Here’s the Actual Physics of Why Knuckles ‘Crack’
Mathematical models show that the trademark popping sound comes from the collapse of tiny cavitation bubbles in the knuckle joint.
Bored and anxious humans have long ‘cracked’ their knuckles. But only in the past 60 years have scientists put serious thought into the physics of knuckle-cracking. The reigning theory, proposed in 1971, was that the sharp popping sound was caused by the collapse of small cavitation bubbles in the metacarpophalangeal (MCP) joints, the third knuckle down from the tips of your fingers.
But a 2015 paper cast doubt on the bubble-collapse theory, using real-time MRI imaging to argue that the creation of cavitation bubbles, not their collapse, was the true cause of the trademark cracking sound.
Now a team of French scientists believe they’ve restored the reputation of the original bubble-collapse theory by using mathematical modeling to prove that only a rapidly collapsing cavitation bubble could generate acoustic waves powerful enough to produce the classic pop, according to a article published in the journal Scientific Reports.
Abdul Barakat, co-author of the paper, is a professor of biodynamics at the Ecole Polytechnique where he specializes in modeling cardiovascular mechanics to better understand heart disease. It was one of his master’s students, first author V. Chadran Suja, who came up with the idea of modeling the unsolved mystery of knuckle-cracking.
Barakat told Seeker that it’s the motion of separating the knuckles in the MCP joint that creates the cavitation bubbles, tiny cavities or "voids" of gas in the joint's synovial fluid.
“If you have two surfaces that are separated by a viscous fluid and you pull these surfaces apart rapidly, you depressurize the fluid in between the surfaces,” explained Barakat. “That sudden decrease in pressure can make it so that dissolved gases in the fluid can nucleate into bubbles.”
The person cracking their knuckles doesn’t actually “pop” the cavitation bubbles by manipulating the joint. Instead, the unstable bubbles collapse on their own accord almost instantly, generating pressure waves that translate into sound.
One of the gripes from the 2015 paper was that the fraction of a second that it takes for the bubbles to fully collapse is too slow to produce the popping sound quickly enough. What Barakat and Suja’s mathematical models show is that even a partial collapse of a bubble was sufficient to generate the pressure waves, matching the speed and intensity of real-world cracks.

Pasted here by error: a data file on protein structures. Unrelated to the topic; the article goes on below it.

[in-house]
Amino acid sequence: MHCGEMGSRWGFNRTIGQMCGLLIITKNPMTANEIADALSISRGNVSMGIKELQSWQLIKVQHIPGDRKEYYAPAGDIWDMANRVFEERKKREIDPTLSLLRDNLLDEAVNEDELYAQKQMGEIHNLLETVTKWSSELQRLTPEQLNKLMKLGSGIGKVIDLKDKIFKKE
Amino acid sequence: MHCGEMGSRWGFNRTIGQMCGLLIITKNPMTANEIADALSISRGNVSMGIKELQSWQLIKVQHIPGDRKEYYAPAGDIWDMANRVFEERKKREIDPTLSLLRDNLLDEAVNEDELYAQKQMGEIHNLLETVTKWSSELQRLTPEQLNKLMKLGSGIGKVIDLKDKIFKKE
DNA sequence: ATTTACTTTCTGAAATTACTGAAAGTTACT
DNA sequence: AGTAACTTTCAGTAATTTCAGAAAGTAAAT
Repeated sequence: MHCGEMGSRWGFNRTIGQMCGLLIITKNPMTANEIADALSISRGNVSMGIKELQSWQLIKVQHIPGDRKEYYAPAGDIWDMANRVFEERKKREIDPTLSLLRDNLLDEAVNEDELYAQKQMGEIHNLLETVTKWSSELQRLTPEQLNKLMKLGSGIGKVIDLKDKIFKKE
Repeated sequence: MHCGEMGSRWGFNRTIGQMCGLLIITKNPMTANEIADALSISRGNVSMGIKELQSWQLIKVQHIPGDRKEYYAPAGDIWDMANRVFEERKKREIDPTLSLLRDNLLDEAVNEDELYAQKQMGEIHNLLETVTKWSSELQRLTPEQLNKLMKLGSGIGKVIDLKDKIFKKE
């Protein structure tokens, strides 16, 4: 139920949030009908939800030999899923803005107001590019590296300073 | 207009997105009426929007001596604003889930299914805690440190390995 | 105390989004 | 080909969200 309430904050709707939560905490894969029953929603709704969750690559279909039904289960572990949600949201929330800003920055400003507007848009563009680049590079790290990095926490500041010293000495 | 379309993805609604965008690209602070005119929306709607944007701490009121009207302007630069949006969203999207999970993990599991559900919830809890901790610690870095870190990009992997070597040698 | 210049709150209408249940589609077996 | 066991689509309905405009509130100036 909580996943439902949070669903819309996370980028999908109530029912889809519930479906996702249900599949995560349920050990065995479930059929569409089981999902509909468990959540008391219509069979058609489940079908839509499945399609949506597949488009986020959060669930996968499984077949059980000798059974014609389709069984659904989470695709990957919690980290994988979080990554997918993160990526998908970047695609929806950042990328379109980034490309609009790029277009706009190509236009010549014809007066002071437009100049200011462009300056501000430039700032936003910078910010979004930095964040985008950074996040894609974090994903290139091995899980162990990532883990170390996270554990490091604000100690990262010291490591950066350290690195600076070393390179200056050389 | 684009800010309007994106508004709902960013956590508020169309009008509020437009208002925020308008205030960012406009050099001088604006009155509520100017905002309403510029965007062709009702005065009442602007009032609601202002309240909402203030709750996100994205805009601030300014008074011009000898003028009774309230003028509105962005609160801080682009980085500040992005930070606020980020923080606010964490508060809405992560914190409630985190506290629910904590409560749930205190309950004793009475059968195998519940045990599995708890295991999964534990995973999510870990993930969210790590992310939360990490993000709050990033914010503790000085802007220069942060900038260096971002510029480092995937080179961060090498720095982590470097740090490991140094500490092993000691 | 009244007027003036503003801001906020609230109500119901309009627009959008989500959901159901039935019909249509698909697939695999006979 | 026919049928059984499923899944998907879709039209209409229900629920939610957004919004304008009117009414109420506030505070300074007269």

The French researchers chose mathematical modeling over the imaging technique used in the 2015 paper, which attempted to record MRI scans of internal processes in real time. Barakat and Suja believe that the imaging technique, called cineradiography, hasn’t yet achieved the necessary resolution (1,200 frames per second) that is necessary to see bubble collapses in action. The frame rate of the 2015 paper, for example, was only 3.2 frames per second.
Instead, Barakat and Suja designed a two-dimensional mathematical model of the MCP joint to test the effects of different variables on the sound produced by collapsing cavitation bubbles, including the shape and geometry of the MCP joint, the force and speed used to pop the knuckles, and the viscosity of the joint fluid, which changes with age.
What they found was that the distance separating the knuckles was one critical variable. Knuckles that are closer together in a resting position produce bigger bubbles when separated during the cracking motion. Which might explain why some people have a harder time cracking their knuckles — their joints might simply be too wide.
But the biggest parameter driving knuckle-cracking turned out to be the force applied during the crack.
“For people who can’t pop their knuckles normally, I predict that they would be able to if they could generate enough force, but you don’t want to break your finger trying to crack your knuckles,” said Barakat.
The most convincing result was that Barakat and Suja’s bubble-collapsing model produced pressure and sound waves with nearly identical amplitudes across time as real-world knuckle-cracking experiments. In other words, the mathematical pops sounded exactly like real pops, at least on paper.